X-rated stretch (This one ought to get some air time. . .)

Actually, I am joking, there is nothing in the slightest bit x-rated about what I am going to tell you–but I will give you a story about Rudolf at the base that illustrates how very difficult it is for people in our culture to effectively teach riding when it is impossible to actually talk about anything from the mid-thigh to the navel of the rider–some would say mid-thigh to chin as advice of how to strap breasts down is largely ignored as well.

However, I promised to give you one basic (and fantastically effective) stretch which you can do in the saddle–as long as your saddle has a tree that you can access.

In fact, you MUST do it in the saddle, as there is no other way to do it that I can comfortably think of.    There are other stretches, but this one is too good to miss.  (Ms. Melynnda who originated this stretch, has a raft of them and will happily come do a clinic for you.)

Here it is, and given that you will not have your computer with you when you try this, I will keep it incredably short and to the point.

This is a picture of a pelvis with the muscles of the hip flexor and Psoas illustrated

Opsoas_major_and_min.jpg.w180h241-2

Below is a saddle–mine–which a pelvis like the one above would sit over quite comfortably.

Stubben Tristan saddle showing correct triangular "pelvis marks" in the leather

Stubben Tristan saddle showing correct triangular “pelvis marks” in the leather

So, imagine yourself sitting in the saddle looking forward.

Take one hand (lets say the right) palm down and cross your body with it grabbing the catch strap that I hope you have, and holding it firmly.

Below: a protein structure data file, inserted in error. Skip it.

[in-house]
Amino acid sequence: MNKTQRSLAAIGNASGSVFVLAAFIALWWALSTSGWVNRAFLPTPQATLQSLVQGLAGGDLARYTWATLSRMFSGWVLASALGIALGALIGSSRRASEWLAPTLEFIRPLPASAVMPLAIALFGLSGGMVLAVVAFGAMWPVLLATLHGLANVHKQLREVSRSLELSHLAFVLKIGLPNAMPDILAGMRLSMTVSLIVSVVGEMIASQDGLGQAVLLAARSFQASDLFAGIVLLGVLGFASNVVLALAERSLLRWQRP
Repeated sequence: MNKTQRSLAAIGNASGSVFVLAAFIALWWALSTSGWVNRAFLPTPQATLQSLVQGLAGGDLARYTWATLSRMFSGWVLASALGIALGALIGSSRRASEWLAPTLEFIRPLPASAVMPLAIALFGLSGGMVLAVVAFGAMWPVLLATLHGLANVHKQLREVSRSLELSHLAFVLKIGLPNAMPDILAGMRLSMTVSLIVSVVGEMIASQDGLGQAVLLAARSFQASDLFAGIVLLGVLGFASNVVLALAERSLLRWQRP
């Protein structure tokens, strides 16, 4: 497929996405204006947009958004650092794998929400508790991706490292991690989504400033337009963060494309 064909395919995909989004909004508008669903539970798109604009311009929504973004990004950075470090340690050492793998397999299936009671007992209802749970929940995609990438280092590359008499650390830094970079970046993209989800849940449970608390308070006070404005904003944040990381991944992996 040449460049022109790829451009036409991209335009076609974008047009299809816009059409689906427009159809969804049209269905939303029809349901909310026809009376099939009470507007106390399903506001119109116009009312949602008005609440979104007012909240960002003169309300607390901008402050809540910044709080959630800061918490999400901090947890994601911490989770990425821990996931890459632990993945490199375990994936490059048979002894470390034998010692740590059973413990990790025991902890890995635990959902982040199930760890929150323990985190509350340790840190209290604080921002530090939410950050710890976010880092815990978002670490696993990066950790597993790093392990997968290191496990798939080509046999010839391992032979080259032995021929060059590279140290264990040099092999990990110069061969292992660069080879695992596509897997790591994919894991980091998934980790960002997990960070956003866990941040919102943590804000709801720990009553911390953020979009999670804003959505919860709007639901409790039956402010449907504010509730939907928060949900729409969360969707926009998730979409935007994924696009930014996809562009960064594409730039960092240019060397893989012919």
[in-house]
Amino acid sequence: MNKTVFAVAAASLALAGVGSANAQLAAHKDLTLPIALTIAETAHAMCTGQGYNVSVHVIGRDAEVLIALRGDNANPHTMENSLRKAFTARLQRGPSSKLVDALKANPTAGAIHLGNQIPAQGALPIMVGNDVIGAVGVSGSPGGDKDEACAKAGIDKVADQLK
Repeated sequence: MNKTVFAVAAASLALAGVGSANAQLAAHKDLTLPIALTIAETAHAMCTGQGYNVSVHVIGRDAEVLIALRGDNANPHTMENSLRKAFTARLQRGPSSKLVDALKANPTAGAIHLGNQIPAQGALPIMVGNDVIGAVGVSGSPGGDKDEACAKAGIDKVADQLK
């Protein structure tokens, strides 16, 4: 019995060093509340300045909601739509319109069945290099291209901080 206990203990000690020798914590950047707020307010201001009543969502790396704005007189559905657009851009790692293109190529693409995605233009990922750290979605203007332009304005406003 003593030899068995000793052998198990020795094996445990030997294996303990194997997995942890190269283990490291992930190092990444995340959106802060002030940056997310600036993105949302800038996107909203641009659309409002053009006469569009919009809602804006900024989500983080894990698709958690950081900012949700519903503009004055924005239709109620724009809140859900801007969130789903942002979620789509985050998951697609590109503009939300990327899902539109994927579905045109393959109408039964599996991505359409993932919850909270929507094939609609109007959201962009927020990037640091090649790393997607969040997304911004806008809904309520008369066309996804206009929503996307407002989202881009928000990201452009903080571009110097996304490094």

Lean softly back against that right hand, lifting your rib cage just a bit and with your right hip joint look forward and down for the tree of the saddle–in my saddle rather where the white lines are.

When you can feel that edge of the tree with the inner side of your hip joint (which you will not be able to do if you have overly rotated your tail bone under yourself–you must stretch upward and downward) stretch against the saddle, loosening the base of your Psoas from the internal side.

Repeat on the left.

Interestingly, this is one of the main areas of communication with your horse–they lift the front of the saddle when you ask them to, you connect and speak with your seat.

Oh, I promised to tell you one story on Rudolf.  Here it is–and I hope he is effectively ignoring the blog.

One summer in Germany Rudolf persistently told me to stretch my leg down.  And I tried–and failed and tried and failed and tried and failed.  You know the story.

In desperation, weeks into this process, I finally asked him, “Do you mean I am supposed to open my thighs?”

Eyes down, slight blush from him. Assent.

Gosh darn it, though I, a whole summer and he is too embarrassed to say!

However, do remember, it is the rider’s job to translate the language of the teacher into their own body memory–and indeed the movement required is “opening the thigh”, but also engaging the base in a supple way.

And in any case, Rudolf can read the blog to his heart’s content as I am 100% happy with his instruction–years and years down the road.  That says something. It works.  It really, really does.  But from a master, who would expect anything else?

Another view of the Psoas. . .

Here is a great article from another blog brought to my attention by Laurie Baldwin of Kalispell Montana

http://bodydivineyoga.wordpress.com/2011/03/23/the-psoas-muscle-of-the-soul/

dakini3

This fits right in with what we have been doing.  (Please see the Rider Fitness section in “Contents.”)

https://dressagesnob.wordpress.com/category/rider-fitness/

With an out-of-town rider in for a week of training,  Melynnda and I have had a chance to yet again teach the stretches that one does in the saddle to open and relax the Psoas muscles.

They makes a profound difference in the ride.

The comment from our rider:  I never knew what a lot of SPACE there was in that area.

Yes, there is a lot of space, and awareness in that area.

It is called “your seat.”

A wonderful connection to communicate with your horse, and nicely attached to the rest of your body. . .

If you would like the stretches, please ask.

 

Locating your diaphragm.

I gave this post two tags.  One is Rider Fitness.  The other, Organizing Your Time at the Barn.

Or in this case, your time not at the barn.